In the first chapter, she explains, “The underlying assumption of this book is that the seeds for Stand Your Ground law were planted ell before the founding of America. These seeds produced a myth of racial superiority that both determined America’s founding and defined its identity. This myth then gave way to America’s grand narrative of exceptionalism. This narrative… in turn constructed cherished property and generated a culture to shelter that property, thus insuring that American remain ‘exceptional.’ I identify this culture as ‘stand-your-ground culture.’ This culture is itself generative. It has spawned various social-cultural devices---legal and extralegal, theoretical and ideological, political and theological—to preserve America’s primordial exceptional identity.” (Pg. 4)
She argues, “It is with the construction of whiteness as cherished property that a stand-your-ground culture is finally born. From the Anglo-Saxon myth of America’s exceptionalism to whiteness as cherished property comes a stand-your-ground culture… [which] is nothing other than the enactment of whiteness as cherished property. It is the culture the protects… white supremacy. Stand-your-ground culture spawns its own means, legal and extralegal, to insure that nothing nonwhite intrudes on white space… [It] protects the rights that come with cherished white property. With this understanding, we can now answer the following question: ‘Could Trayvon have stood his ground on that sidewalk?’” (Pg. 44)
She observes, “Today, the Manifest Destiny stand-your-ground culture is fueled by the presence of a black man living in the White House. There is no greater challenge to America’s grand narrative of Anglo-Saxon exceptionalism than a black president. This represent a complete encroachment upon the space reserved for cherished white property… the Stand Your Ground laws, in conjunction with the Conceal and Carry gun laws, have made legal a murderous act that was extralegal, that is, lynching. Our black children are falling victims to the twenty-first century version of stand-your-ground culture lynching, It is in this context that we must determine if going home was a viable option for Trayvon.” (Pg. 130-131)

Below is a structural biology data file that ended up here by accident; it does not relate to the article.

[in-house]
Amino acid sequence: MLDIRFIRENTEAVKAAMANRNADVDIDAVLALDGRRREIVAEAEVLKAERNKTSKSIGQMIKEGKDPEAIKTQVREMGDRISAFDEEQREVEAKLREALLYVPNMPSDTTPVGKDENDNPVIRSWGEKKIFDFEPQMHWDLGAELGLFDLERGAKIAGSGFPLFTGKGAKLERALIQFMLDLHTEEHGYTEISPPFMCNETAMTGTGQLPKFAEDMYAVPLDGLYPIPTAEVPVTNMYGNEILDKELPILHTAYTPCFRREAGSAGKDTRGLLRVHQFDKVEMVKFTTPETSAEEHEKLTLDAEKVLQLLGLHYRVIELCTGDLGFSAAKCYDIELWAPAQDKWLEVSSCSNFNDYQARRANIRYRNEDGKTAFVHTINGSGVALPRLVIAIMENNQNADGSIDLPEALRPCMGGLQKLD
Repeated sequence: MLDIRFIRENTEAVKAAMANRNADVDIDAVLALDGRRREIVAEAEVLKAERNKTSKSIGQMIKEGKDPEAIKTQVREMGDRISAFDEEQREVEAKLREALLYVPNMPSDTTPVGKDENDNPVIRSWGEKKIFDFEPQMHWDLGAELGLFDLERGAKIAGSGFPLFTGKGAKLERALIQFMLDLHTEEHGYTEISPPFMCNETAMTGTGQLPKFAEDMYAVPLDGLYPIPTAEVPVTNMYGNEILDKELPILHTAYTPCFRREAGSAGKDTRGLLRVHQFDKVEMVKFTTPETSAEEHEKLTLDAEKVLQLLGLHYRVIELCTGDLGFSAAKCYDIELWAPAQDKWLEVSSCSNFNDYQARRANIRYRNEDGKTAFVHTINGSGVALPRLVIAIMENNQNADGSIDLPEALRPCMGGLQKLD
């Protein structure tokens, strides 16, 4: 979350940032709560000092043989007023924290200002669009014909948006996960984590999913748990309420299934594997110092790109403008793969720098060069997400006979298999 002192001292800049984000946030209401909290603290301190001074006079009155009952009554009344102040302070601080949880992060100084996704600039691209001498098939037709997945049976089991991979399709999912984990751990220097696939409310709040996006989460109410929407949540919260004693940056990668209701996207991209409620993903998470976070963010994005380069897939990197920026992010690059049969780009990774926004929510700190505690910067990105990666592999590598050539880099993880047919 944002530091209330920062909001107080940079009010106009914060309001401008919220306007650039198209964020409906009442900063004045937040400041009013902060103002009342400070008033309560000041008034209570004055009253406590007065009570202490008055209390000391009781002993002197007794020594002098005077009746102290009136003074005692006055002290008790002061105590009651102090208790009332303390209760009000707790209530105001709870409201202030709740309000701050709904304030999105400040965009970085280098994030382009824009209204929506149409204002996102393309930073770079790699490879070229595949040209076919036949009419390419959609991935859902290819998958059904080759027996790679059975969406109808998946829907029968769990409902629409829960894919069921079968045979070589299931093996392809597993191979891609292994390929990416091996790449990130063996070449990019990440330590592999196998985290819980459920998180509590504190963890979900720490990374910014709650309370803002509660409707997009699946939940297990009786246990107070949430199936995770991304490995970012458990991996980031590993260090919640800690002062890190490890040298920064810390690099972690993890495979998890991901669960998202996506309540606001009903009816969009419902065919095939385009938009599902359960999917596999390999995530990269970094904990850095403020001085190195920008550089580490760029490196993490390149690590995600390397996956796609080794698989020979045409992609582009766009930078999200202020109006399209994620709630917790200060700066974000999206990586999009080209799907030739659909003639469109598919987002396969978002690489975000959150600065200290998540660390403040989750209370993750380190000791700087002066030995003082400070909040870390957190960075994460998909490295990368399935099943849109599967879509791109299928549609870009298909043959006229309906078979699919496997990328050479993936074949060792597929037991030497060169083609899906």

She says, “The stand-your-ground culture was is a story of two faiths. There is the faith of a father whose son was not the ‘collateral damage’ of the war but actually the target. There is also the faith of a nation whose very identity created the war that targeted Trayvon… The faith of a father points to an exodus God who is with a people through a wilderness journey to forge a new life. The faith of a nation signals an exodus God who is with a people through a wilderness journey to bring unexpected death to many others. The faith of a nation gives say to a culture that negates black life. The faith of a father affirms black life in the midst of a culture of death.” (Pg. 137)
She acknowledges, “There is an inherent absurdity to black faith. It speaks of freedom in the midst of bondage. It speaks of life in the midst of death. This, however, is what makes black faith indispensable in the midst of a stand-your-ground culture war. For while black faith cannot change the world, black faithful can… [Trayvon’s mother and father] have brought attention to a stand-your-ground culture war that threatens the lives of all of our children. This is what it means to have an unshattered faith. It means acting as if you really believe in the God of that faith, that is, a God who intends for black bodies to be free… the freedom of God is made manifest in the tears, the strife, and the fight of the black fathers and mothers whose children are casualties of this unholiest of wars. Yes, perhaps black faith is absurd. Christianity itself is absurd. There s nothing more absurd than a religion that has a cross as its central symbol. But it is because of that cross … that we can be sure stand-your-ground culture will not have the last word over their lives.” (Pg. 170)
In the last chapter, she concludes, “In many respects, we have arrived at this particular stand-your-ground moment because of our nation’s inability to be honest with itself and to face the hard truths of its own story. It is a story about the vicissitudes of America’s narrative of Anglo-Saxon exceptionalism and ideology of cherished white property. The nation will certainly continue to be help captive to that narrative until it honestly confronts it and the history it ahs created. Prophetic black testimony thus calls the nation to a moral memory.” (Pg. 221)
This is a creative and very important perspective on the Trayvon Martin tragedy, and similar tragedies. It will be “must reading” for anyone concerned with the social, moral, and theological issues raised by such events.